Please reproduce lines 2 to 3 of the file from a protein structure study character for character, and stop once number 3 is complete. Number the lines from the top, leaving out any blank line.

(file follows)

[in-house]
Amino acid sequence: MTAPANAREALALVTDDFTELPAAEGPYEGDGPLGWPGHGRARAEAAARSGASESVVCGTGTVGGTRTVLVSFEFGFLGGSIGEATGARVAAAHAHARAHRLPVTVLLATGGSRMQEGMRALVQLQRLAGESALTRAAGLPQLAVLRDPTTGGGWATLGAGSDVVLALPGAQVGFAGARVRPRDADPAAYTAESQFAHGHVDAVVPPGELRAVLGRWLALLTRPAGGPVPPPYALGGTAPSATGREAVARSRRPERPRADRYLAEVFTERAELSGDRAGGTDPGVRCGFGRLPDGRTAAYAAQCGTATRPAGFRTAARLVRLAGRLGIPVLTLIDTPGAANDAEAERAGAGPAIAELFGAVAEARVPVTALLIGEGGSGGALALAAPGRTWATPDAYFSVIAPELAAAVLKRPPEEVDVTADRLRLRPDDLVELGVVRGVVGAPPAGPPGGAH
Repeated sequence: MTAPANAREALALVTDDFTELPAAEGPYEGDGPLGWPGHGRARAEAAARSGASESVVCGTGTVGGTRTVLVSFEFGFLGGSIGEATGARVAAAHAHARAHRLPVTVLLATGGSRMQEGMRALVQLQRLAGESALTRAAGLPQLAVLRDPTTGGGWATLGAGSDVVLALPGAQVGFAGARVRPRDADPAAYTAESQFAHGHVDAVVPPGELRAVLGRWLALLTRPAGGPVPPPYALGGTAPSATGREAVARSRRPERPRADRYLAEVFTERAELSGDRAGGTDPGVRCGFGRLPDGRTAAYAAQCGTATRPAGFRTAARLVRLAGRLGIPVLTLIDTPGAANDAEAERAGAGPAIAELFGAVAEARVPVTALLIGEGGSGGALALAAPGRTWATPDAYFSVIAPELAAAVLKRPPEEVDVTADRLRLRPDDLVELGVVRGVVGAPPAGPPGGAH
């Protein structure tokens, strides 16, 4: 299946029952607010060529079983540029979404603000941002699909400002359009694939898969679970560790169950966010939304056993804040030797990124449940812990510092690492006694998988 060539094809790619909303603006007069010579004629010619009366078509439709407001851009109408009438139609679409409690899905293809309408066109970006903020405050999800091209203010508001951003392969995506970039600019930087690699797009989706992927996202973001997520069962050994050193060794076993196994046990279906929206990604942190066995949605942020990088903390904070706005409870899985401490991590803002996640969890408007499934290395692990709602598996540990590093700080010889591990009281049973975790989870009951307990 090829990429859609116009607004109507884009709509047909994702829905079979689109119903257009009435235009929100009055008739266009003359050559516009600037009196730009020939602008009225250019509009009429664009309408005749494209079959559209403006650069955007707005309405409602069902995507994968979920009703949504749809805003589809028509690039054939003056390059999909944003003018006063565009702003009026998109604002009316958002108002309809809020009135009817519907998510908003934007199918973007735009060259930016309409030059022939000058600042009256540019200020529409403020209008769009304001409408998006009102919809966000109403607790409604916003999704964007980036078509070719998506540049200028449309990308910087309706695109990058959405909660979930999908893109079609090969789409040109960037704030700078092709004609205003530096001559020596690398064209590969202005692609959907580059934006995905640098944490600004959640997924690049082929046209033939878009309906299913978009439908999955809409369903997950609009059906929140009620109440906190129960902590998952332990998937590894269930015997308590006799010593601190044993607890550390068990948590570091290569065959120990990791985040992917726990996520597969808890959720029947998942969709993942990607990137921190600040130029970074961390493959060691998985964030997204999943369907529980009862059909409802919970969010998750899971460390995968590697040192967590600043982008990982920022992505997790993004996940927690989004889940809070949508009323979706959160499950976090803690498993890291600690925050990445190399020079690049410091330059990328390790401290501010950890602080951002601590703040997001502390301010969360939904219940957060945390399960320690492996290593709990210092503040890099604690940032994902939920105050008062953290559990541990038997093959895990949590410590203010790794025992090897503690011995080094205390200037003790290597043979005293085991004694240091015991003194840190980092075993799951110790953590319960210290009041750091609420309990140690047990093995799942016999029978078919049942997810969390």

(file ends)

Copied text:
Amino acid sequence: MTAPANAREALALVTDDFTELPAAEGPYEGDGPLGWPGHGRARAEAAARSGASESVVCGTGTVGGTRTVLVSFEFGFLGGSIGEATGARVAAAHAHARAHRLPVTVLLATGGSRMQEGMRALVQLQRLAGESALTRAAGLPQLAVLRDPTTGGGWATLGAGSDVVLALPGAQVGFAGARVRPRDADPAAYTAESQFAHGHVDAVVPPGELRAVLGRWLALLTRPAGGPVPPPYALGGTAPSATGREAVARSRRPERPRADRYLAEVFTERAELSGDRAGGTDPGVRCGFGRLPDGRTAAYAAQCGTATRPAGFRTAARLVRLAGRLGIPVLTLIDTPGAANDAEAERAGAGPAIAELFGAVAEARVPVTALLIGEGGSGGALALAAPGRTWATPDAYFSVIAPELAAAVLKRPPEEVDVTADRLRLRPDDLVELGVVRGVVGAPPAGPPGGAH
Repeated sequence: MTAPANAREALALVTDDFTELPAAEGPYEGDGPLGWPGHGRARAEAAARSGASESVVCGTGTVGGTRTVLVSFEFGFLGGSIGEATGARVAAAHAHARAHRLPVTVLLATGGSRMQEGMRALVQLQRLAGESALTRAAGLPQLAVLRDPTTGGGWATLGAGSDVVLALPGAQVGFAGARVRPRDADPAAYTAESQFAHGHVDAVVPPGELRAVLGRWLALLTRPAGGPVPPPYALGGTAPSATGREAVARSRRPERPRADRYLAEVFTERAELSGDRAGGTDPGVRCGFGRLPDGRTAAYAAQCGTATRPAGFRTAARLVRLAGRLGIPVLTLIDTPGAANDAEAERAGAGPAIAELFGAVAEARVPVTALLIGEGGSGGALALAAPGRTWATPDAYFSVIAPELAAAVLKRPPEEVDVTADRLRLRPDDLVELGVVRGVVGAPPAGPPGGAH